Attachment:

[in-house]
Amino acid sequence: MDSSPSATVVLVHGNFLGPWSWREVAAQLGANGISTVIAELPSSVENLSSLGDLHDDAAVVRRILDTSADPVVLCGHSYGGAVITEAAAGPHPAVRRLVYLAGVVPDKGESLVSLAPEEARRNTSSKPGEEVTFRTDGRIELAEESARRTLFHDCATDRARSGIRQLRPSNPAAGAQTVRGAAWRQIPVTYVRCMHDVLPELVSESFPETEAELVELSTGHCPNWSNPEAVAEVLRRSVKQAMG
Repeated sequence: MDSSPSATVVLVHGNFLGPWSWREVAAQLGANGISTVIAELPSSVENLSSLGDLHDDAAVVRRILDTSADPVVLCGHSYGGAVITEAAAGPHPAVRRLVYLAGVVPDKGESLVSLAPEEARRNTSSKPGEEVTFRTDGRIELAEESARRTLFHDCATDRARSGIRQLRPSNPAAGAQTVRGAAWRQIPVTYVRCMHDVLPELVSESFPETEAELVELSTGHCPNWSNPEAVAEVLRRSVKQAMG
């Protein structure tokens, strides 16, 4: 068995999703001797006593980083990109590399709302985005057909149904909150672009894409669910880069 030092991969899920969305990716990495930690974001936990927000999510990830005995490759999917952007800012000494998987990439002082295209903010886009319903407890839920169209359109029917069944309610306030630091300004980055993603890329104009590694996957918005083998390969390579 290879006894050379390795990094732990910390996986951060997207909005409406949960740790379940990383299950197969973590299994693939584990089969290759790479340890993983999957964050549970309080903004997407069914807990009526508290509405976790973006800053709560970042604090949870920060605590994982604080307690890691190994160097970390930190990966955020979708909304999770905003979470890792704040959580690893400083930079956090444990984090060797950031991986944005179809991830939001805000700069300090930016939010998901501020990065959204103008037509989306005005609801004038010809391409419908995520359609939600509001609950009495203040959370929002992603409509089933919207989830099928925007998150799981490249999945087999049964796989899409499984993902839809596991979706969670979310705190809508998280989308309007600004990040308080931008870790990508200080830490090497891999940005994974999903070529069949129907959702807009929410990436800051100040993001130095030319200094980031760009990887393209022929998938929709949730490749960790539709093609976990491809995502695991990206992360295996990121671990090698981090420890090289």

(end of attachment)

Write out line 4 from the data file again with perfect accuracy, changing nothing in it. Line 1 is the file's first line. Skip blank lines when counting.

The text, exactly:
């Protein structure tokens, strides 16, 4: 068995999703001797006593980083990109590399709302985005057909149904909150672009894409669910880069 030092991969899920969305990716990495930690974001936990927000999510990830005995490759999917952007800012000494998987990439002082295209903010886009319903407890839920169209359109029917069944309610306030630091300004980055993603890329104009590694996957918005083998390969390579 290879006894050379390795990094732990910390996986951060997207909005409406949960740790379940990383299950197969973590299994693939584990089969290759790479340890993983999957964050549970309080903004997407069914807990009526508290509405976790973006800053709560970042604090949870920060605590994982604080307690890691190994160097970390930190990966955020979708909304999770905003979470890792704040959580690893400083930079956090444990984090060797950031991986944005179809991830939001805000700069300090930016939010998901501020990065959204103008037509989306005005609801004038010809391409419908995520359609939600509001609950009495203040959370929002992603409509089933919207989830099928925007998150799981490249999945087999049964796989899409499984993902839809596991979706969670979310705190809508998280989308309007600004990040308080931008870790990508200080830490090497891999940005994974999903070529069949129907959702807009929410990436800051100040993001130095030319200094980031760009990887393209022929998938929709949730490749960790539709093609976990491809995502695991990206992360295996990121671990090698981090420890090289």